Posted on 7 October 2014
The universities of York, Leeds and Sheffield, working under the auspices of the White Rose University Consortium, will host an £11 million Doctoral Training Partnership (DTP) that will fund 164 PhD research projects over the next five years.
Research will span three main areas of strength for Yorkshire's research community: agriculture and food security; world class underpinning bioscience; and industrial biotechnology and bioenergy.
The investment is part of £125 million funding for doctoral training announced by the Biotechnology and Biological Sciences Research Council (BBSRC) on October 3.
Business Secretary Vince Cable said: "The UK punches far beyond its weight in science and innovation globally, which is a credit to our talented scientists and first-class universities. This new funding will safeguard Britain's status as a world leader in life sciences and agricultural technology."
Professor Ian Graham, Head of Biology at the University of York, said: "This award recognises the world class postgraduate research and training that we carry out in partnership with our colleagues in Leeds and Sheffield."
The universities will immediately begin recruiting PhD students for the first year of the new DTP, which is an extension of an already successful doctoral training program at the White Rose universities. The full name of the new partnership will be the White Rose University Consortium BBSRC Doctoral Training Partnership in Mechanistic Biology and its Strategic Application.
Students will start their projects in October 2015. In addition to 110 BBSRC-funded studentships across the key themes, the three universities and the White Rose Consortium will provide 54 studentships.
Professor Michelle Peckham, who led the bid at the University of Leeds, said: "This funding builds on the strategic partnership between the universities of Leeds, York and Sheffield in the biological sciences and confirms the region's key role in training scientists in this vital area. Our students will be joining a really exciting collaboration. We really focus on building a community of researchers, with training days across the three universities, social events and opportunities to exchange ideas and expertise."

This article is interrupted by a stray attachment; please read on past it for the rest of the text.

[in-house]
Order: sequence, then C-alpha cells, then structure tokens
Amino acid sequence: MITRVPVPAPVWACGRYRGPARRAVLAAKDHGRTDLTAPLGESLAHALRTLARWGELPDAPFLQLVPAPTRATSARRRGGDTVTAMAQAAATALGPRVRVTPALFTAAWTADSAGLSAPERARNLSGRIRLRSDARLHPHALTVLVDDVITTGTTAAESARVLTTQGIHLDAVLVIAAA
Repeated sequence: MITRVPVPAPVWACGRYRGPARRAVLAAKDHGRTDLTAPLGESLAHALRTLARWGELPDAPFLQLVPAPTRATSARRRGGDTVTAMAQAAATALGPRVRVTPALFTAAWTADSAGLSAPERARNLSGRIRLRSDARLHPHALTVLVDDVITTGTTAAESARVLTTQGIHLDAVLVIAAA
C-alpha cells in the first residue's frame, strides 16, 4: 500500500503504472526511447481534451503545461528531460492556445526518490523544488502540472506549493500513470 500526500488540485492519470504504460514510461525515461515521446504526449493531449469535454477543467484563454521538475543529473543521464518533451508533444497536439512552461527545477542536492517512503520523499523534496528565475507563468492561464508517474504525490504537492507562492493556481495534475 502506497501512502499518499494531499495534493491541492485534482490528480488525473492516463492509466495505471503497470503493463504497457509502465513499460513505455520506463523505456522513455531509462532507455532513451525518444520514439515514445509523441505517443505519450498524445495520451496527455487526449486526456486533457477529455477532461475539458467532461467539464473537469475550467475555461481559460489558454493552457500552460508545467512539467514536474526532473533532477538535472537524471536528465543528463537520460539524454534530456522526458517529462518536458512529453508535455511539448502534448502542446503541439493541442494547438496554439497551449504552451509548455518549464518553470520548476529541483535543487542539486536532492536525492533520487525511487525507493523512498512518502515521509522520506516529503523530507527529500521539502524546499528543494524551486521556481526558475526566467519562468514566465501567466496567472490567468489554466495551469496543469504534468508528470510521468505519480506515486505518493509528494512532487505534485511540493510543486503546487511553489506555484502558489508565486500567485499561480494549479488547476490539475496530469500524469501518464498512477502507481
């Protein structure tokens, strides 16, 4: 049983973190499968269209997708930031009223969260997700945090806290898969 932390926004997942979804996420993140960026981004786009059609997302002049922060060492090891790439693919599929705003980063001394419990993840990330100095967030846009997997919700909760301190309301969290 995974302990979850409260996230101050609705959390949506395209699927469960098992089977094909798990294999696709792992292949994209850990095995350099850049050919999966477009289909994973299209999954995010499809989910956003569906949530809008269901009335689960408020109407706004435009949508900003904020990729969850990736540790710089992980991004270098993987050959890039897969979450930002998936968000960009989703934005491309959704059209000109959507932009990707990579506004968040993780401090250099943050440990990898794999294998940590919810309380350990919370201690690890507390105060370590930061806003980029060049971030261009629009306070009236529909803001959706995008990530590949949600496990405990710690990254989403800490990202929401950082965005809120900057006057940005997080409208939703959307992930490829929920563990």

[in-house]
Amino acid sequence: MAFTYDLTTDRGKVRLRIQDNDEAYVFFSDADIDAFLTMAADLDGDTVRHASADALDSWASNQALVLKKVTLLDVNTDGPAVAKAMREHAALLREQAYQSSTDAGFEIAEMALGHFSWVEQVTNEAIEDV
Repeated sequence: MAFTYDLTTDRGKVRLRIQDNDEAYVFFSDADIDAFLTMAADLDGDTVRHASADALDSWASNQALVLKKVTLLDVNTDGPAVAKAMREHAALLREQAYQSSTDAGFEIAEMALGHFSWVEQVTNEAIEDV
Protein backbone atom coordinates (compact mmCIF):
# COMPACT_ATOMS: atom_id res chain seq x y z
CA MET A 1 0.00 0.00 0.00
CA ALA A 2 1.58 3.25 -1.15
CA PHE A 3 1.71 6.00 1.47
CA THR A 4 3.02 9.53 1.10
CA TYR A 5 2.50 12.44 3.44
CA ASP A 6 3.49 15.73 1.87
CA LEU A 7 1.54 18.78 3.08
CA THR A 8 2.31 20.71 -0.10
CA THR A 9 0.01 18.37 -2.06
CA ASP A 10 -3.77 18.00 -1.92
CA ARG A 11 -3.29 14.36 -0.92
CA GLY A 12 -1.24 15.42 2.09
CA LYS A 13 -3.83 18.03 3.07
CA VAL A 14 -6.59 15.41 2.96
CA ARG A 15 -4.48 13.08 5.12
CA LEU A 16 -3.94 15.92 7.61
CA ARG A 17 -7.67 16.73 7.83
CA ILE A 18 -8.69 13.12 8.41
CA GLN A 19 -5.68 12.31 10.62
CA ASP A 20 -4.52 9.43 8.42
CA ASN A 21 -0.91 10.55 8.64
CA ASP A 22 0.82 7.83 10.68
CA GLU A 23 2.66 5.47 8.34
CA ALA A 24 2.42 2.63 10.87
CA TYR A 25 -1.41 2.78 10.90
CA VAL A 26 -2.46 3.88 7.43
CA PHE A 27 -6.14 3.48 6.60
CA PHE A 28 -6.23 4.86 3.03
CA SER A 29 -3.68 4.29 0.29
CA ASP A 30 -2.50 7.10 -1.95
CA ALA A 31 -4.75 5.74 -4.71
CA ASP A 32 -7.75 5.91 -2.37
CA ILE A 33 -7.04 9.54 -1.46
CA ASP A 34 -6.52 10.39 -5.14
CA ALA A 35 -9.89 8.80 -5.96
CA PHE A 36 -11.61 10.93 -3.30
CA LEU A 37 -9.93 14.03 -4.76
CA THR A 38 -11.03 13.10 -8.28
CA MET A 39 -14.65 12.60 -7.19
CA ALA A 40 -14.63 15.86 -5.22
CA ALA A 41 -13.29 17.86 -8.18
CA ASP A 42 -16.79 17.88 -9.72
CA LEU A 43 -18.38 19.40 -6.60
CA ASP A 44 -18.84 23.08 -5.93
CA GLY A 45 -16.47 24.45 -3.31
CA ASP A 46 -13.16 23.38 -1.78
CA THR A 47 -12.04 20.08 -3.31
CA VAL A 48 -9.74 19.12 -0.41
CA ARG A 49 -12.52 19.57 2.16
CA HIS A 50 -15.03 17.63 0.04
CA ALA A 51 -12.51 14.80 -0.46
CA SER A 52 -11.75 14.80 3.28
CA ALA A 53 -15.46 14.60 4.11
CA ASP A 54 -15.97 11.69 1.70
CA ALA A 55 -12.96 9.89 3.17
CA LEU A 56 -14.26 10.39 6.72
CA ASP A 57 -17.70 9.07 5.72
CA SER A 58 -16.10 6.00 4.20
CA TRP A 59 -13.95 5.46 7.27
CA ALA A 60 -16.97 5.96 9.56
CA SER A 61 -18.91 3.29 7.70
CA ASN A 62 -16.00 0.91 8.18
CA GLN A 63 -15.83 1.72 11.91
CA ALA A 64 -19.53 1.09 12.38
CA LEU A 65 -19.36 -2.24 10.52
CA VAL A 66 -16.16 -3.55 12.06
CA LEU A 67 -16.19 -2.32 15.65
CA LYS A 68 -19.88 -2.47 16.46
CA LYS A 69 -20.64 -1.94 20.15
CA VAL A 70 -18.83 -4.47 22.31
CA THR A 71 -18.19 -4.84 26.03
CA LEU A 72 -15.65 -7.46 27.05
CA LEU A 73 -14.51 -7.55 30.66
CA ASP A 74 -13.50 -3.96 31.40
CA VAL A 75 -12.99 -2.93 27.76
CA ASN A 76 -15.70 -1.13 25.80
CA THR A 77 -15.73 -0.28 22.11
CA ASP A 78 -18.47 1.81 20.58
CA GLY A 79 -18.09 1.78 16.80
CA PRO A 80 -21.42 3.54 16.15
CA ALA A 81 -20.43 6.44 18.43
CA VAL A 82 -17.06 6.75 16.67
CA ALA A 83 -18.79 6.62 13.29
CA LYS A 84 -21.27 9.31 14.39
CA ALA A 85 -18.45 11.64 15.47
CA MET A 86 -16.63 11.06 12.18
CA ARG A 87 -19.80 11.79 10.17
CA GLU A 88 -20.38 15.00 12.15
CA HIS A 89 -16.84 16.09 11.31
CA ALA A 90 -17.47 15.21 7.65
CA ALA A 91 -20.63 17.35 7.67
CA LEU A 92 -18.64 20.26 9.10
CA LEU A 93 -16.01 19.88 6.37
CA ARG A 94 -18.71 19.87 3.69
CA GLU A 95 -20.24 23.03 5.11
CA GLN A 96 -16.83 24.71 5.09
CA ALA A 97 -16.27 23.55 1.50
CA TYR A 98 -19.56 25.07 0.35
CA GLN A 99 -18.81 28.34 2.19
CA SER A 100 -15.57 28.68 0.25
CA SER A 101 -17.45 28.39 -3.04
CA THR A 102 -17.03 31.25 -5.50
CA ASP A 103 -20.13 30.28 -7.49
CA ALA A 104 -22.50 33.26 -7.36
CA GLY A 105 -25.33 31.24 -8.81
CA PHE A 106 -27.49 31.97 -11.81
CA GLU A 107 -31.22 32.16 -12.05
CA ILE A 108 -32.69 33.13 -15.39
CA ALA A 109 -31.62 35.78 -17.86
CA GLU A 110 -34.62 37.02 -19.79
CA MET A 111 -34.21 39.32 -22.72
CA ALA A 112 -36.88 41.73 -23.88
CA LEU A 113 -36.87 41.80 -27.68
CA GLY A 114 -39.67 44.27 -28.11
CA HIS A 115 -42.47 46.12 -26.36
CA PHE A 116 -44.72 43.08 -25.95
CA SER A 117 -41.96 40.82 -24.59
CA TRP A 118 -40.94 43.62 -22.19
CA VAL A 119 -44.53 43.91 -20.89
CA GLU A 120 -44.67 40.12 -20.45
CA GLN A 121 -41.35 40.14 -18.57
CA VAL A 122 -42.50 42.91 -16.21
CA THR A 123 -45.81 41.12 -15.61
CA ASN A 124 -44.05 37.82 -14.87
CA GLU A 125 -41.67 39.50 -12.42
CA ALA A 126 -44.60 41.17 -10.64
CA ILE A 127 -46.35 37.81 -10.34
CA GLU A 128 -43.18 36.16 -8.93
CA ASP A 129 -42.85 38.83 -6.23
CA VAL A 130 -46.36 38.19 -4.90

The Government's Food and Environment Research Agency (FERA) and the Research Complex at Harwell (RCAH) are also partners in the program and will be involved in some of the research projects.
A distinctive feature of the White Rose Mechanistic Biology DTP will be a focus on giving students skills training beyond academic research. For instance, all students will take part in the Professional Internships for PhD Students (PIPS) scheme, which requires them to do at least three months' work in an organisation not directly related to their research. Past PIPS partners include the British Antarctic Survey, the Alzheimer's Society and Great Ormond Street Hospital.
Dr Julian White, Chief Executive of the White Rose University Consortium, said: "We need a new generation of bioscientists to tackle major challenges such as food security, reducing dependence on fossil fuels and improving healthcare. The research this partnership is making possible is likely to have a significant impact on all of our lives and will mean Yorkshire's universities continue to be global leaders in biological science."
Professor Simon Foster, of the University of Sheffield's Department of Molecular Biology and Biotechnology, said: "The renewed funding of the White Rose DTP is excellent news as it provides the training for the next generation of life scientists. Young researchers underpin advances across all aspects of our science portfolio."